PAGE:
Where λ_{i} are the discrete data points along the desired reflectivity characteristic spectrum taken about the centre wavelength under consideration. R_{s,λi} are the calculated reflectivity values of a specific vector in the search space and R_{d,λi} represents the desired reflectivity value for λ_{i}. When it comes to fabrication tolerance maximization,

Where M is the number of discrete gathering parameter values spanning the fabrication tolerance and N is the corresponding wavelength positions, therefore, M x N is an array of evaluation points for the reflectivity values.

During the experiment, a differential evolution algorithm was also used to minimize the cost function. By doing so, mutant vectors were created by combining random population vectors for each vector in the population. In the end, wherever a low-cost function value is obtained, the trial vectors replaced the population vectors. The search vectors were designated with X _{i}. X_{i} = {f, Δ, Hg, Hc} for rectangular grating and X _{i} = {f, Δ, Hc , c0, c1, c2, c3, c4} for polynomial grating.

**Results Obtained after Simulation**

**Stopband width maximization**

As shown in Figure 4, the reflectivity characteristics of the optimized rectangular grating are depicted. For 500 nm center wavelength, f = 0.434, Δ = 415 nm, H_{g} = 157 nm and H_{c} = 31 nm. It was noted that a stopband width of 170 nm (λ/λcenter = 34%) was the outcome.

The above table shows the stopband width maximization results. Both rectangular and polynomial had shown comparable stopband widths and tolerances for all wavelength regimes, but for polynomial grating, results were comparatively poor.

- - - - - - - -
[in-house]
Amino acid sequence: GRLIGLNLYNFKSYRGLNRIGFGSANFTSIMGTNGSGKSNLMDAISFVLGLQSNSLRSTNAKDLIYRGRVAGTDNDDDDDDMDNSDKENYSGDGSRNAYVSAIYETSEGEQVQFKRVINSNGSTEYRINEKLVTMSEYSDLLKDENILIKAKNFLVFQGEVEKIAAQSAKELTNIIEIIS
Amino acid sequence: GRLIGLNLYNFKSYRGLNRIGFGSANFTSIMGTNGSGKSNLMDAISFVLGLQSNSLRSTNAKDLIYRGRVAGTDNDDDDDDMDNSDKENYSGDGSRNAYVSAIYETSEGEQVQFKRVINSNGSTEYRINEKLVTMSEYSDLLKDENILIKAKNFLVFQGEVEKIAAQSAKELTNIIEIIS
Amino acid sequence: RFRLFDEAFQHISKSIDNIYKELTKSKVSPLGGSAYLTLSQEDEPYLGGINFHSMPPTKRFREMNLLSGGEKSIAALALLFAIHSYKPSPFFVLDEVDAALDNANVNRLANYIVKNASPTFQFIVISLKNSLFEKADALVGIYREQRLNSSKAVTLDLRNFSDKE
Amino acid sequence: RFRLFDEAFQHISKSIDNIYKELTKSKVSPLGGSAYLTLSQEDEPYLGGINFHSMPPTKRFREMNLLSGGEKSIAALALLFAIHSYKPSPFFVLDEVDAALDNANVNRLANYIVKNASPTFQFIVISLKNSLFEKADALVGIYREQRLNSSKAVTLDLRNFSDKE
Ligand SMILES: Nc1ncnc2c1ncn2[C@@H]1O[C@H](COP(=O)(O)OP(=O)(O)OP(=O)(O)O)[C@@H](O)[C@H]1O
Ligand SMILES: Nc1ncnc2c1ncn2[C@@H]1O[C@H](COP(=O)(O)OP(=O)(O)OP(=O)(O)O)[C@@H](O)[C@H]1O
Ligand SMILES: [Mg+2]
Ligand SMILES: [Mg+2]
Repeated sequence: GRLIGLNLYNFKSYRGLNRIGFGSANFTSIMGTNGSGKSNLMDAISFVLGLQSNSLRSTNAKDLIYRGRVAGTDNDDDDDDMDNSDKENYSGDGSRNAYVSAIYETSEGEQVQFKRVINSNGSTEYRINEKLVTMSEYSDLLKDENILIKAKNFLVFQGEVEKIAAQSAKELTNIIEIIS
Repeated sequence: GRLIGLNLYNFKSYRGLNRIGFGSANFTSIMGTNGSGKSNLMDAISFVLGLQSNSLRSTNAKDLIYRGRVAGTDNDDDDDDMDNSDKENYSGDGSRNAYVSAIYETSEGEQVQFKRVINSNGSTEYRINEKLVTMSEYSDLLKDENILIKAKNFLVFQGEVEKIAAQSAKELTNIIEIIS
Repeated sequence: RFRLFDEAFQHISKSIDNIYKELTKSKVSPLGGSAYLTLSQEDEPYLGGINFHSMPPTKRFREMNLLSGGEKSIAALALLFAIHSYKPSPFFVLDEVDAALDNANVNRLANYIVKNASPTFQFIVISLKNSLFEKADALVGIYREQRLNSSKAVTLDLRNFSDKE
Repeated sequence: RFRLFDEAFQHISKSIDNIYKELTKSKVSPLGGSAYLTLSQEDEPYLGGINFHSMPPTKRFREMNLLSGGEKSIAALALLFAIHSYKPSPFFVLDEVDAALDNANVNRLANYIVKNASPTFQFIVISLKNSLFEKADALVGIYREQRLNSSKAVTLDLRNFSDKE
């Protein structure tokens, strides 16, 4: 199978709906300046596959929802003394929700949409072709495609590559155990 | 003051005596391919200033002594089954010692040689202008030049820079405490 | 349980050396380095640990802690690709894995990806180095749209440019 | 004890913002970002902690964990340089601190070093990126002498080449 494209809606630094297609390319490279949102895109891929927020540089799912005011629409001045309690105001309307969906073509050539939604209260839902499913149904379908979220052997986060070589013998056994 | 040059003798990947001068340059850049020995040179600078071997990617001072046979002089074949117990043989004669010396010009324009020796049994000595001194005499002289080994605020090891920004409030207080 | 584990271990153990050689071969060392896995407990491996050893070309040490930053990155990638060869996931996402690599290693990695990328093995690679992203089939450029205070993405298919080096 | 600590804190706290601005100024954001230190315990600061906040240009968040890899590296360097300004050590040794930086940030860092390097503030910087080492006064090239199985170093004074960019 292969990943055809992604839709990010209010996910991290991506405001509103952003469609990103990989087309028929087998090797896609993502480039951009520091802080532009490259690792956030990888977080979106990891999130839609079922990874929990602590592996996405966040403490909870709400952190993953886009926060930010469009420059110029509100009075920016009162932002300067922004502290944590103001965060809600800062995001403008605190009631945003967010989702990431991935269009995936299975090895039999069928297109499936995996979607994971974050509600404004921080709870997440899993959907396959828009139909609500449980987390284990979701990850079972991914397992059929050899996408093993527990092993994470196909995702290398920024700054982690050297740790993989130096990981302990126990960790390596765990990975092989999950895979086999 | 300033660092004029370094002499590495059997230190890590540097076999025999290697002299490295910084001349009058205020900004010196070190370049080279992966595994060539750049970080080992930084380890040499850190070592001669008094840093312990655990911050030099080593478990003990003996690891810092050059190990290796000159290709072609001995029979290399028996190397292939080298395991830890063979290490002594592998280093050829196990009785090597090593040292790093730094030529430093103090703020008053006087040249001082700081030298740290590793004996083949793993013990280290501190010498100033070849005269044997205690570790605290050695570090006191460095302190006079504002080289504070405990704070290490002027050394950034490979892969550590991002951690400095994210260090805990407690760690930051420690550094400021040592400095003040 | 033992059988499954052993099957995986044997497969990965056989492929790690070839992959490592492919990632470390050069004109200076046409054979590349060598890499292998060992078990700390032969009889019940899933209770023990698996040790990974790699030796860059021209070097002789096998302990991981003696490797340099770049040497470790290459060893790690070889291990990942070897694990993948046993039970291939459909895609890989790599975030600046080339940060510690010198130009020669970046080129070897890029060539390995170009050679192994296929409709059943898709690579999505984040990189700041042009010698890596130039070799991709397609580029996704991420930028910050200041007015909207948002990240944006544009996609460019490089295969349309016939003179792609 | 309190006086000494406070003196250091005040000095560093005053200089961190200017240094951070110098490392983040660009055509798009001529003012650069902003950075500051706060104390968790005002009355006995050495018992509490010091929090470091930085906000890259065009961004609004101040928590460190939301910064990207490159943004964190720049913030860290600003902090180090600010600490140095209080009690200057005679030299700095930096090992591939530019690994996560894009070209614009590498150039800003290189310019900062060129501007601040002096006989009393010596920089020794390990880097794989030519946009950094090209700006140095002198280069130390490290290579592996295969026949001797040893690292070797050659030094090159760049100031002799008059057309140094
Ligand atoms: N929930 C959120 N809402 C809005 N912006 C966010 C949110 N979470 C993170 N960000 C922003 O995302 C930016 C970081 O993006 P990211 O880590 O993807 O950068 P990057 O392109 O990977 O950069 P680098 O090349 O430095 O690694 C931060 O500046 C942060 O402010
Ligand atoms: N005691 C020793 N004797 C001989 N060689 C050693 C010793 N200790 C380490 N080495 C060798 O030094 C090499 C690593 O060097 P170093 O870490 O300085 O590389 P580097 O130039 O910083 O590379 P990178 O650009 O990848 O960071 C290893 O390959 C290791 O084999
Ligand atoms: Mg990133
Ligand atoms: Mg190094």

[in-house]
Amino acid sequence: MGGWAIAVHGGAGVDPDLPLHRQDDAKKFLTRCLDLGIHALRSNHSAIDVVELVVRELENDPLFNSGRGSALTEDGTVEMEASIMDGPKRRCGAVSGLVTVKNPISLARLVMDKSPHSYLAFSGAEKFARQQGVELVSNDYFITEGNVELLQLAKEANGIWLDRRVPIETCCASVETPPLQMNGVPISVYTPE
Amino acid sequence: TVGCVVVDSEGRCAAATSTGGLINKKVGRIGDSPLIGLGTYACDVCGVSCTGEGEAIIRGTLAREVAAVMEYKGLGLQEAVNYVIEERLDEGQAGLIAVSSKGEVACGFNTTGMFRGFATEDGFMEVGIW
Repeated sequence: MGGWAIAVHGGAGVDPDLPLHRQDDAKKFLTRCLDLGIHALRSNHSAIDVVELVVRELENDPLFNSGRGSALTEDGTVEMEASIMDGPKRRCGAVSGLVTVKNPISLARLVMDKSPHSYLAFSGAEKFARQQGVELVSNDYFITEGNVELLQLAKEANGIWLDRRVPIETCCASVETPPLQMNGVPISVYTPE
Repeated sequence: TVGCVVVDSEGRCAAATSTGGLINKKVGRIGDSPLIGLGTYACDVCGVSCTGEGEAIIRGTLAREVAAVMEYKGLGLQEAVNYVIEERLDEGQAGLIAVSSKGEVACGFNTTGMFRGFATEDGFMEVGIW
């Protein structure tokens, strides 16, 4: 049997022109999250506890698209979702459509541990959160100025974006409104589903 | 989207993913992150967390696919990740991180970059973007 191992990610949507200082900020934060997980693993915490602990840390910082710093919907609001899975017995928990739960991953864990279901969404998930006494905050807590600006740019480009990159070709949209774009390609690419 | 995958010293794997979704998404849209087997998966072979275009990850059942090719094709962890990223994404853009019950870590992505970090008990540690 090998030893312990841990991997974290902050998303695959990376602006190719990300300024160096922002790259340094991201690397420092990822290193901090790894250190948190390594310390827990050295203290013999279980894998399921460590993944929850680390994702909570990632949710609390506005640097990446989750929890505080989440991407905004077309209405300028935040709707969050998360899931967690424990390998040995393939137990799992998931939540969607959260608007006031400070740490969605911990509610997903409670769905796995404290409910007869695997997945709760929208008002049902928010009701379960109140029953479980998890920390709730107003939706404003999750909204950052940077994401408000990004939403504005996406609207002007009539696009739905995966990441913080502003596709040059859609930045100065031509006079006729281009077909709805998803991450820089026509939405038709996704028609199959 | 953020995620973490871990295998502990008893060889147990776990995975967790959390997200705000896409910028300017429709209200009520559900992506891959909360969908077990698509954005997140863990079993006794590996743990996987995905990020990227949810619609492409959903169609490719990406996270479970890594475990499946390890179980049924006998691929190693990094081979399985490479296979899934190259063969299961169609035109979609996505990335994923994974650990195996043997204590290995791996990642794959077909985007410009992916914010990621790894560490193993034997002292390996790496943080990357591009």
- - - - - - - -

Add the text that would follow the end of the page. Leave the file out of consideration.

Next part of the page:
**Fabrication tolerance maximization**

As shown in Figure 5, when it comes to polynomial-shaped grating where f = 0.683, H_{g }= 1.73 *μ*m, H_{c }= 29 nm, g(x) = 6.19x^{4 }– 7.68x^{3 }– 3.71x^{3} – 0.124x^{2 }+ 0.185. For this case, a stopband width constraint of 20 nm is imposed while maximizing the fabrication tolerance.

The above table shows the results for fabrication tolerance maximization.

**Conclusion**

An experiment was conducted in developing GaN subwavelength gratings by using evolutionary algorithms in the design and fabrication process. Results showed that polynomial gratings of order 4 or less can be used in achieving comparable broadband reflectivity features. This is an efficient way to explore the search space for the best design.

**References**

[1] O. N. Ogidi-Ekoko, W. Liang, H. Xue and N. Tansu, “Machine Learning Inspired Design of Complex-Shaped GaN Subwavelength Grating Reflectors,” in IEEE Photonics Journal, vol. 13, no. 1, pp. 1-13, Feb. 2021, Art no. 2700213, doi: 10.1109/JPHOT.2020.3048182.

[2] C. J. Chang-Hasnain and W. Yang, “High-contrast gratings for integrated optoelectronics,” Adv. Opt. Photon., vol. 4, no. 3, pp. 379–440, 2012.

[3] Y. Kanamori, M. Ishimori, and K. Hane, “High efficient light-emitting diodes with antireflection subwavelength gratings,” IEEE Photon. Technol. Lett., vol. 14, no. 8, pp. 1064–1066, Aug. 2002.

*This article was originally published on **Power Electronics News**.*